Apple has released its WebKit Tracking Prevention Policy which outlines the tracking methods blocked by the Safari web browser in order to provide consumers with a privacy-driven internet environment.
The development team was able to discover “famous websites with over 70 trackers, all quietly collecting information from customers, when the WebKit ITP functionality was introduced in the engine first.”
The newly published tracking prevention policy was inspired by Mozilla’s anti-tracking policy, published on January 28, 2019. Mozilla currently uses Disconnect’s Tracking Protection list to classify the trackers that its Firefox web browser blocks from using cookies and browser storage features.
Types of web tracking blocked by Safari
“Tracking is the collection of data regarding an individual’s identity or activity across one or more websites. Even if such data is not believed to be personally identifiable, it’s still tracking,” as per WebKit’s definition.
According to its development team, “the present WebKit anti-tracking mitiges will be applied to all websites universally, or based on algorithmic, on device classifications.” The new tracking strategy will examine all potential WebKit patches and internet norms, while also developing fresh internet technology from the ground up with non-harmful methods.
The new policy of WebKit lists the following recognized methods in internet monitoring that the browser engine does its utmost to block:
• Cross-site tracking is tracking across multiple first party websites
• Stateful tracking is tracking using storage on the user’s device
• Covert stateful tracking is stateful tracking which uses mechanisms that are not intended for general-purpose storage, such as HSTS or TLS
• Navigational tracking is tracking through information controlled by the source of a top-level navigation or a subresource load, transferred to the destination
• Fingerprinting, or stateless tracking, is tracking based on the properties of the user’s behavior and computing environment, without the need for explicit client-side storage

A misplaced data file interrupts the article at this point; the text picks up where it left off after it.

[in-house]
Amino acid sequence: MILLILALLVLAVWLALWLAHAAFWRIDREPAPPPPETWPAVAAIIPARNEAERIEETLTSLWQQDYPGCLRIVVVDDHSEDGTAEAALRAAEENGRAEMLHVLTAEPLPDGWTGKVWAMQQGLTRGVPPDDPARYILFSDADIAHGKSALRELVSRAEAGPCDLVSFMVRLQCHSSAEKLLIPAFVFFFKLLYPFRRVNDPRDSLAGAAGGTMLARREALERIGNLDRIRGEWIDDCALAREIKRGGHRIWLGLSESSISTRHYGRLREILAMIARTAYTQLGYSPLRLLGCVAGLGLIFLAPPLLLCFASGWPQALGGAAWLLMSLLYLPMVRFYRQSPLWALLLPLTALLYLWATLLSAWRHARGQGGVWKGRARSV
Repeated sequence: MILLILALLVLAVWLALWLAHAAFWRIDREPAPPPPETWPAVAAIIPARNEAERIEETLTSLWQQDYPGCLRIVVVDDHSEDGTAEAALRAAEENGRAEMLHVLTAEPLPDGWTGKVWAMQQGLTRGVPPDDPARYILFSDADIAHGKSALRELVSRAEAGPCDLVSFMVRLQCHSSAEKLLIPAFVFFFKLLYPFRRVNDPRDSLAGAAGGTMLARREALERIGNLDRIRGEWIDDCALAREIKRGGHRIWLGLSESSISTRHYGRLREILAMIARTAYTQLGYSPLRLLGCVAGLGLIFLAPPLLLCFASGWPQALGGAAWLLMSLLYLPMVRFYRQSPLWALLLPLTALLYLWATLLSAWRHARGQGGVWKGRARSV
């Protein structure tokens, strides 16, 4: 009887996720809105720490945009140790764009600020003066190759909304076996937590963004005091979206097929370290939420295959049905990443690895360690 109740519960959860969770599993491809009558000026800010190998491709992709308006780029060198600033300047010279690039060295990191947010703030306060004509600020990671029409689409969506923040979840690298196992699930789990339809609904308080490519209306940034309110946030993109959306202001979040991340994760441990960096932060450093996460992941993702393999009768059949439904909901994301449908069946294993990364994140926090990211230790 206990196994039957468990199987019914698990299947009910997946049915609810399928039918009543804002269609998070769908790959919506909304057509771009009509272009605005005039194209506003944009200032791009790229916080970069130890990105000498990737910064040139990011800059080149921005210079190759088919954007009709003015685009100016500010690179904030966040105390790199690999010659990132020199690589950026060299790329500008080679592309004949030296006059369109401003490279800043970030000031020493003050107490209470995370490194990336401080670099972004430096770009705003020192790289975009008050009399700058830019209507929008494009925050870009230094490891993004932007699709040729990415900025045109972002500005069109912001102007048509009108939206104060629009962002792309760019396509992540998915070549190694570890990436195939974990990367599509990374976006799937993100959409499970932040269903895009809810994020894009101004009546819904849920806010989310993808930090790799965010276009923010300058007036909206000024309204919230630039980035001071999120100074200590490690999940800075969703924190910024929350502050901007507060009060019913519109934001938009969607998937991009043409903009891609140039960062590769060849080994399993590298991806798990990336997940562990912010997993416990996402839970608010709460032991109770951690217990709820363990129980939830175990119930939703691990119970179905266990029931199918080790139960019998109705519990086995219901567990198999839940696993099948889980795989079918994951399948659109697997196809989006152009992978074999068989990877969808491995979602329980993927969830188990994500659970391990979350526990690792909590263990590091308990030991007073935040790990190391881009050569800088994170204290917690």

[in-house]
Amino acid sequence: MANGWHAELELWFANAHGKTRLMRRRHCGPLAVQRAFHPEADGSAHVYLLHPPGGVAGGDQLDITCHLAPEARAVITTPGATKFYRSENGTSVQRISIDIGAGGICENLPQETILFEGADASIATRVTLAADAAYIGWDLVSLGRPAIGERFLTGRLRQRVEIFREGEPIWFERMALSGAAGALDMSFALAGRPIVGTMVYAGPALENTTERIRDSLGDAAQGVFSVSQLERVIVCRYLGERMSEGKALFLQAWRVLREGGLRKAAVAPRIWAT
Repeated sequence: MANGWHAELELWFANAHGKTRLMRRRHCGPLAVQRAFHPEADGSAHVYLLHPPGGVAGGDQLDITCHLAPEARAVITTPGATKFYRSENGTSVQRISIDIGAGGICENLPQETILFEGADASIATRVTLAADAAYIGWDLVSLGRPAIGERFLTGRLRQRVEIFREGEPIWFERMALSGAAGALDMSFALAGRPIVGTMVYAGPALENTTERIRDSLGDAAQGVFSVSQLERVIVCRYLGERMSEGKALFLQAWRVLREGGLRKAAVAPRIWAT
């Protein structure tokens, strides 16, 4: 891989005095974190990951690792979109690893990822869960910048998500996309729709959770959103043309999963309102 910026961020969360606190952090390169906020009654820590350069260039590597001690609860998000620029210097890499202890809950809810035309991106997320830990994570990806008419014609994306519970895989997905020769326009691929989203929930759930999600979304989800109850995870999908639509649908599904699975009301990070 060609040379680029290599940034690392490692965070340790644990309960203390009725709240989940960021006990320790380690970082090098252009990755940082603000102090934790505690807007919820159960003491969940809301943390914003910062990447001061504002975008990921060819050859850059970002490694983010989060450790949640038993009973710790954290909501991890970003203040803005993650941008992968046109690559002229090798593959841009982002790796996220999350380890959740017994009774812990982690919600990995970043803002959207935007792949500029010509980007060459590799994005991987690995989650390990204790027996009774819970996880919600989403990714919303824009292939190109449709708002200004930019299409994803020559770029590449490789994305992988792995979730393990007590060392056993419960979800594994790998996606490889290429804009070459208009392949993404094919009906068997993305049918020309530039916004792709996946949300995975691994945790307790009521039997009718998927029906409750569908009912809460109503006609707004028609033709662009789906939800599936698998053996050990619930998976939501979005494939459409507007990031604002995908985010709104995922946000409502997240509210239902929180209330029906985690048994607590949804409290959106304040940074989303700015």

• Covert tracking includes covert stateful tracking, fingerprinting, and any other methods that are similarly hidden from user visibility and control.
In addition to the above-mentioned monitoring methods, WebKit will also attempt to add mitigation steps to presently unknown techniques in order to safeguard the privacy of users while browsing the Web.
The browser engine will limit the ability of the sites to use the tracking method for tracking techniques that WebKit cannot block. Should limitation of the ability “not feasible without undue damage to the user,” the browser will notify customers of future monitoring measures used by the Website that they are visiting.
Stand on policy exceptions and bypasses.
The policy of WebKit also states that no exceptions are given to any websites and that any party’s monitoring efforts will be blocked by the tracking protective characteristics integrated in browsers used thereby.
“Some sides may have valid uses for monitoring methods as well,” the policy says. “But WebKit often doesn’t have any technical means to differentiate valid uses of tracking, and doesn’t know what the parties concerned will do with information being gathered in the present or the future.” The project suggests that it adds further limitations “no previous notice” when it comes to locations implementing anti-tracking measures to bypass the tracking preventative characteristics of WebKit.
All lawful procedures that will be impacted or interrupted by WebKit’s tracking avoidance characteristics are marked as an unintended effect and the developing team will possibly try to “change tracking preventative techniques, in some instances in order to allow certain usage instances, especially when increased strictness would damage the user’s experience.”
This has already occurred in at least two cases when Storage Access and Private Click Measurements were intended to restore site capacities broken after invasive cross-site privacy monitoring tech has been blocked.